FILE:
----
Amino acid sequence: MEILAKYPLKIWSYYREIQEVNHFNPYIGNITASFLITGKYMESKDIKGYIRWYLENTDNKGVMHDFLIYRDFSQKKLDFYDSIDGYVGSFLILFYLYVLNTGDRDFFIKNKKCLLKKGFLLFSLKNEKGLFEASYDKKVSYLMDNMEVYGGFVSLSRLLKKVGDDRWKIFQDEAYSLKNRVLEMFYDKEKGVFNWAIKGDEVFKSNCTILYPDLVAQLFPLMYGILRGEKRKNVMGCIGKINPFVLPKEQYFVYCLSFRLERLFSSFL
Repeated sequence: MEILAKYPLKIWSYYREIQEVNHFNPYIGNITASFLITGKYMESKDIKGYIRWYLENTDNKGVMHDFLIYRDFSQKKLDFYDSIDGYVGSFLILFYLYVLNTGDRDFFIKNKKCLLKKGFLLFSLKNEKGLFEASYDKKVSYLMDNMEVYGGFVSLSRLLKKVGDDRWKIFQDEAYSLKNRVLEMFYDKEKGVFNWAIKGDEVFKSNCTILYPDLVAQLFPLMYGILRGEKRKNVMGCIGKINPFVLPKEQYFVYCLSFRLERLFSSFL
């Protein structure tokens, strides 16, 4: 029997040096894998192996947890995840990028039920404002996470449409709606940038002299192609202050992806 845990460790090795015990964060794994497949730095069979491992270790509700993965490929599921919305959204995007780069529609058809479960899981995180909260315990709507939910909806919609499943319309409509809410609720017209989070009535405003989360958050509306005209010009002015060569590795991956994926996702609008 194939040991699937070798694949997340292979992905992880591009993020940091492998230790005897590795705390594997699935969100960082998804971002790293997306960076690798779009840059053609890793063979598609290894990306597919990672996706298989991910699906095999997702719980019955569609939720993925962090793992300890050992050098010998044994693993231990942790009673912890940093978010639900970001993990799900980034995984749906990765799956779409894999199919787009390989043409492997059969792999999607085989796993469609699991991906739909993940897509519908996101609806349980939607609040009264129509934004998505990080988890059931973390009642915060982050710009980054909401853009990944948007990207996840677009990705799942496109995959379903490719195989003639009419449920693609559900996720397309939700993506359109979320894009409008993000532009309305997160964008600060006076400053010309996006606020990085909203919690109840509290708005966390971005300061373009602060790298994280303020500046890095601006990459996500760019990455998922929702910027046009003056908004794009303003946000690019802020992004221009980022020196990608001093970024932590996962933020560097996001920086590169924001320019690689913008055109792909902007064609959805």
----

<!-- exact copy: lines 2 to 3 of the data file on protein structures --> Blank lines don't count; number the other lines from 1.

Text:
Repeated sequence: MEILAKYPLKIWSYYREIQEVNHFNPYIGNITASFLITGKYMESKDIKGYIRWYLENTDNKGVMHDFLIYRDFSQKKLDFYDSIDGYVGSFLILFYLYVLNTGDRDFFIKNKKCLLKKGFLLFSLKNEKGLFEASYDKKVSYLMDNMEVYGGFVSLSRLLKKVGDDRWKIFQDEAYSLKNRVLEMFYDKEKGVFNWAIKGDEVFKSNCTILYPDLVAQLFPLMYGILRGEKRKNVMGCIGKINPFVLPKEQYFVYCLSFRLERLFSSFL
């Protein structure tokens, strides 16, 4: 029997040096894998192996947890995840990028039920404002996470449409709606940038002299192609202050992806 845990460790090795015990964060794994497949730095069979491992270790509700993965490929599921919305959204995007780069529609058809479960899981995180909260315990709507939910909806919609499943319309409509809410609720017209989070009535405003989360958050509306005209010009002015060569590795991956994926996702609008 194939040991699937070798694949997340292979992905992880591009993020940091492998230790005897590795705390594997699935969100960082998804971002790293997306960076690798779009840059053609890793063979598609290894990306597919990672996706298989991910699906095999997702719980019955569609939720993925962090793992300890050992050098010998044994693993231990942790009673912890940093978010639900970001993990799900980034995984749906990765799956779409894999199919787009390989043409492997059969792999999607085989796993469609699991991906739909993940897509519908996101609806349980939607609040009264129509934004998505990080988890059931973390009642915060982050710009980054909401853009990944948007990207996840677009990705799942496109995959379903490719195989003639009419449920693609559900996720397309939700993506359109979320894009409008993000532009309305997160964008600060006076400053010309996006606020990085909203919690109840509290708005966390971005300061373009602060790298994280303020500046890095601006990459996500760019990455998922929702910027046009003056908004794009303003946000690019802020992004221009980022020196990608001093970024932590996962933020560097996001920086590169924001320019690689913008055109792909902007064609959805």